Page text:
HOME |  CULT MOVIES | COMPETITIONS | ADVERTISE |  CONTACT US |  ABOUT US
 
 
 
Newest Reviews
Undergods
Betrayed
Fried Barry
Once Upon a River
Cowboys
Atlantis
We Still Say Grace
Enfant Terrible
Nomadland
Playboy of the Western World, The
Bike Thief, The
Threshold
Virtuoso, The
Here are the Young Men
Beast Beast
Labyrinth of Cinema
Justice Society: World War II
Artist's Wife, The
Truman & Tennessee: An Intimate Conversation
Pusher III
Palm Springs
Devil Commands, The
Oak Room, The
Pusher II
Forget Everything and Run
Secrets & Lies
Red Moon Tide
Man with Nine Lives, The
Pusher
Pot Carriers, The
Black Bear
Don't Cry, Pretty Girls!
Portal
Me You Madness
Reckoning, The
Laddie: The Man Behind the Movies
For the Sake of Vicious
Hell Bent
Straight Shooting
Jules Verne's Rocket to the Moon
   
 
Newest Articles
Before The Matrix, There was Johnny Mnemonic: on Digital
More Than Mad Science: Karloff at Columbia on Blu-ray
Indian Summer: The Darjeeling Limited on Blu-ray
3 from 1950s Hollyweird: Dr. T, Mankind and Plan 9
Meiko Kaji's Girl Gangs: Stray Cat Rock on Arrow
Having a Wild Weekend: Catch Us If You Can on Blu-ray
The Drifters: Star Lucie Bourdeu Interview
Meiko Kaji Behind Bars: Female Prisoner Scorpion on Arrow
The Horror of the Soviets: Viy on Blu-ray
Network Double Bills: Tarka the Otter and The Belstone Fox
Network Double Bills: All Night Long and Ballad in Blue
Chew Him Up and Spit Him Out: Romeo is Bleeding on Blu-ray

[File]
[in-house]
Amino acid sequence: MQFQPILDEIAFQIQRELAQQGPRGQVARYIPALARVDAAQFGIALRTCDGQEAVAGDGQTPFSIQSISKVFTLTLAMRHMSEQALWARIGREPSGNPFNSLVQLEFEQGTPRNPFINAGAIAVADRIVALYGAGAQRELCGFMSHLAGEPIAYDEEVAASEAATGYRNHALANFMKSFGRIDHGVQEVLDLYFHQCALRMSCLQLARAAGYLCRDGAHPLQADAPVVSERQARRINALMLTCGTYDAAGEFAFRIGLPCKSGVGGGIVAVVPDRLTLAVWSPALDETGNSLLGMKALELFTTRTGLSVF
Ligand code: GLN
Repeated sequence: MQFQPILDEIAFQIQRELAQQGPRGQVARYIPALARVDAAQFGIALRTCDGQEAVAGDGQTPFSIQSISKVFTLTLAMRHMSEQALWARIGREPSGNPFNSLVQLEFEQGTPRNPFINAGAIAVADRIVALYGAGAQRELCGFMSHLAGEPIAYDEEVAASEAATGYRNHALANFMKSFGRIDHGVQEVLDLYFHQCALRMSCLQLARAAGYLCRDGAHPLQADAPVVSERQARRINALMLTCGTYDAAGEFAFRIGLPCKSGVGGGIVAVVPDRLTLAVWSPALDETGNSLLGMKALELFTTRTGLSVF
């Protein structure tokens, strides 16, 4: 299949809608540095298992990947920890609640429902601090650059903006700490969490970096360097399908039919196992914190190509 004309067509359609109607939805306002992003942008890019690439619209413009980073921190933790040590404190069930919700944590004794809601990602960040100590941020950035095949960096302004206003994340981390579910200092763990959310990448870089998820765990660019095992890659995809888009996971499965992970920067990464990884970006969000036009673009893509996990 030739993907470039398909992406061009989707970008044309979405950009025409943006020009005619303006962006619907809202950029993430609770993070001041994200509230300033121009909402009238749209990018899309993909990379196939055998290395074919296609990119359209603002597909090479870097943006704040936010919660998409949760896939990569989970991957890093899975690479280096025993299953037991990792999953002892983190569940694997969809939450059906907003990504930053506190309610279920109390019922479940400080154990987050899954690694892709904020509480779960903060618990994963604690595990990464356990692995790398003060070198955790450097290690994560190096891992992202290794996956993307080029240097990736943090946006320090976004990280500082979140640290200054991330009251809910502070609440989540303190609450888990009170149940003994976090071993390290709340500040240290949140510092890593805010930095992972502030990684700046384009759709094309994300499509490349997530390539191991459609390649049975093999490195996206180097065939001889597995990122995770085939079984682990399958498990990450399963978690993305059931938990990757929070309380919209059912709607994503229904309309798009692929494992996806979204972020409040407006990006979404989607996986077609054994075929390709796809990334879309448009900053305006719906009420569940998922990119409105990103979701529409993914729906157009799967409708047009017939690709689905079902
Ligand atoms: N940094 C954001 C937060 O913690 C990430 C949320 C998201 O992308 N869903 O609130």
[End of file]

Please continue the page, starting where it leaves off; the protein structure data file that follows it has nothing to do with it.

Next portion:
British Body Snatchers: They Came from Beyond Space on Blu-ray
Bzzzt: Pulse on Blu-ray
The Tombs Will Be Their Cities: Demons and Demons 2 on Arrow
Somebody Killed Her Husband: Charade on Blu-ray
Network Double Bills: Maroc 7 and Invasion
Network Double Bills: The Best of Benny Hill and The Likely Lads
Network Double Bills: Some Girls Do and Deadlier Than the Male
Absolutely Bananas: Link on Blu-ray
Network Double Bills: Hawk the Slayer and The Medusa Touch
The Price of Plague: The Masque of the Red Death on Blu-ray
Network Double Bills: Seance on a Wet Afternoon and Ring of Spies
Chaney Chillers: Inner Sanctum Mysteries - The Complete Film Series on Blu-ray
Adelphi Extras: Stars in Your Eyes on Blu-ray
   
 
  Hand of Death Fight! Fight! Fight!
Year: 1976
Director: John Woo
Stars: Tao-liang Tan, James Tien, Paul Chang, Jackie Chan, Sammo Hung, Lingfen Shangguan, Carter Wong, Yuen Biao, Wah Yuen
Genre: Martial Arts, HistoricalBuy from Amazon
Rating:  6 (from 1 vote)
Review: The Qing Government are cracking down on Shaolin Temples across the land, and one of their chief operatives is Shih Shao-Feng (James Tien) who ten years ago betrayed one of the most important temples, leading to a massacre there. Now a group of Shaolin disciples have been in training for five years to fight back, and one of their number, Yun Fei (Tao-liang Tan) undergoes gruelling training to emerge as the prime candidate to strike out on his own and accept an important mission. His master tells him to seek out Shih Shao-Feng and see that a vital map detailing the Qing authorities' bases falls into the right hands. Yet as he bids farewell to Yun Fei, the master isn't sure that one man will be enough...

And he's right, so why didn't they send the whole bunch of fighters we saw in the training sequence under the credits along with him? I guess it's down to the fact that Yun Fei is essentially a spy, and has to work undercover, but he soon finds out he can't do everything by himself. Hand of Death, or Shao Lin Men as it was known originally, was a notable kung fu epic in some ways, although not because of its strictly by the numbers plotting. Look at the cast and you'll see the "Three Brothers" of Jackie Chan, Sammo Hung (also the choreographer here and boasting huge teeth into the bargain) and Yuen Biao were assembled before the cameras for the first time.